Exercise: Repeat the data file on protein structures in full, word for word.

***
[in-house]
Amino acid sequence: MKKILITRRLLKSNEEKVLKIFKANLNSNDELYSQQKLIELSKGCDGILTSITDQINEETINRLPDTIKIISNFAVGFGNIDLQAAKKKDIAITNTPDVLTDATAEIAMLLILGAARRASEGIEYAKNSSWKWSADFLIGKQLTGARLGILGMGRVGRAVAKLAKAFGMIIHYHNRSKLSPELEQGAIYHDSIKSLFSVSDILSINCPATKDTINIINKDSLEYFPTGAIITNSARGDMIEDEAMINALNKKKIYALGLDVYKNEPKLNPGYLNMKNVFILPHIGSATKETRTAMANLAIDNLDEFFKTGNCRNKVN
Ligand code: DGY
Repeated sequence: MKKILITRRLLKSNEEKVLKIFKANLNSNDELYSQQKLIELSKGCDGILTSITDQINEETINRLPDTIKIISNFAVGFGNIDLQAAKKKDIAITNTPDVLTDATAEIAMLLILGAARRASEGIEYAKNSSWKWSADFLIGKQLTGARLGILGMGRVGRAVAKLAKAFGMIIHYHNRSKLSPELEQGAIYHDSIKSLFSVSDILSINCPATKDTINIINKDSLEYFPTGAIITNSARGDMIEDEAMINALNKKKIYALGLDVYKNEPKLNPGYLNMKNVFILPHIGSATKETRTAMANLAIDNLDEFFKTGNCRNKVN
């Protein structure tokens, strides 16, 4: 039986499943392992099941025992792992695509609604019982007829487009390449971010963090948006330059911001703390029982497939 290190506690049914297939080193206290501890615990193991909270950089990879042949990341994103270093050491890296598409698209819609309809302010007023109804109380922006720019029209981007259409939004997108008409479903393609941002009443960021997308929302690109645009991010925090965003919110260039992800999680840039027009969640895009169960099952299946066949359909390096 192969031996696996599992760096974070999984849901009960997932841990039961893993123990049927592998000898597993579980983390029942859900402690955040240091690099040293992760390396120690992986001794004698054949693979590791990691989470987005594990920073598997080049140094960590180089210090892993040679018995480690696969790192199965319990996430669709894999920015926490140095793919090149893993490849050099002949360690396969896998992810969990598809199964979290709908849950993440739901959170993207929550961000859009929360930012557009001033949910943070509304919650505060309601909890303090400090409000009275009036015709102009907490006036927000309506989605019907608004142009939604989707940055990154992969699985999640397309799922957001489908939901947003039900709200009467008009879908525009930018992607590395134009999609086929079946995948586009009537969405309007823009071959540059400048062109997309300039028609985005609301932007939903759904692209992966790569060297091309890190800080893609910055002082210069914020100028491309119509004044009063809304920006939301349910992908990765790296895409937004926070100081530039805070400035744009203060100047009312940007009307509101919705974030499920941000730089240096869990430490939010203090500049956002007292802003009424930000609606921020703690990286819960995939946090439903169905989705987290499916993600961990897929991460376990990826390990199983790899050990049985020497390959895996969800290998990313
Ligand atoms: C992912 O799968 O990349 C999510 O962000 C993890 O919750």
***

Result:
[in-house]
Amino acid sequence: MKKILITRRLLKSNEEKVLKIFKANLNSNDELYSQQKLIELSKGCDGILTSITDQINEETINRLPDTIKIISNFAVGFGNIDLQAAKKKDIAITNTPDVLTDATAEIAMLLILGAARRASEGIEYAKNSSWKWSADFLIGKQLTGARLGILGMGRVGRAVAKLAKAFGMIIHYHNRSKLSPELEQGAIYHDSIKSLFSVSDILSINCPATKDTINIINKDSLEYFPTGAIITNSARGDMIEDEAMINALNKKKIYALGLDVYKNEPKLNPGYLNMKNVFILPHIGSATKETRTAMANLAIDNLDEFFKTGNCRNKVN
Ligand code: DGY
Repeated sequence: MKKILITRRLLKSNEEKVLKIFKANLNSNDELYSQQKLIELSKGCDGILTSITDQINEETINRLPDTIKIISNFAVGFGNIDLQAAKKKDIAITNTPDVLTDATAEIAMLLILGAARRASEGIEYAKNSSWKWSADFLIGKQLTGARLGILGMGRVGRAVAKLAKAFGMIIHYHNRSKLSPELEQGAIYHDSIKSLFSVSDILSINCPATKDTINIINKDSLEYFPTGAIITNSARGDMIEDEAMINALNKKKIYALGLDVYKNEPKLNPGYLNMKNVFILPHIGSATKETRTAMANLAIDNLDEFFKTGNCRNKVN
């Protein structure tokens, strides 16, 4: 039986499943392992099941025992792992695509609604019982007829487009390449971010963090948006330059911001703390029982497939 290190506690049914297939080193206290501890615990193991909270950089990879042949990341994103270093050491890296598409698209819609309809302010007023109804109380922006720019029209981007259409939004997108008409479903393609941002009443960021997308929302690109645009991010925090965003919110260039992800999680840039027009969640895009169960099952299946066949359909390096 192969031996696996599992760096974070999984849901009960997932841990039961893993123990049927592998000898597993579980983390029942859900402690955040240091690099040293992760390396120690992986001794004698054949693979590791990691989470987005594990920073598997080049140094960590180089210090892993040679018995480690696969790192199965319990996430669709894999920015926490140095793919090149893993490849050099002949360690396969896998992810969990598809199964979290709908849950993440739901959170993207929550961000859009929360930012557009001033949910943070509304919650505060309601909890303090400090409000009275009036015709102009907490006036927000309506989605019907608004142009939604989707940055990154992969699985999640397309799922957001489908939901947003039900709200009467008009879908525009930018992607590395134009999609086929079946995948586009009537969405309007823009071959540059400048062109997309300039028609985005609301932007939903759904692209992966790569060297091309890190800080893609910055002082210069914020100028491309119509004044009063809304920006939301349910992908990765790296895409937004926070100081530039805070400035744009203060100047009312940007009307509101919705974030499920941000730089240096869990430490939010203090500049956002007292802003009424930000609606921020703690990286819960995939946090439903169905989705987290499916993600961990897929991460376990990826390990199983790899050990049985020497390959895996969800290998990313
Ligand atoms: C992912 O799968 O990349 C999510 O962000 C993890 O919750």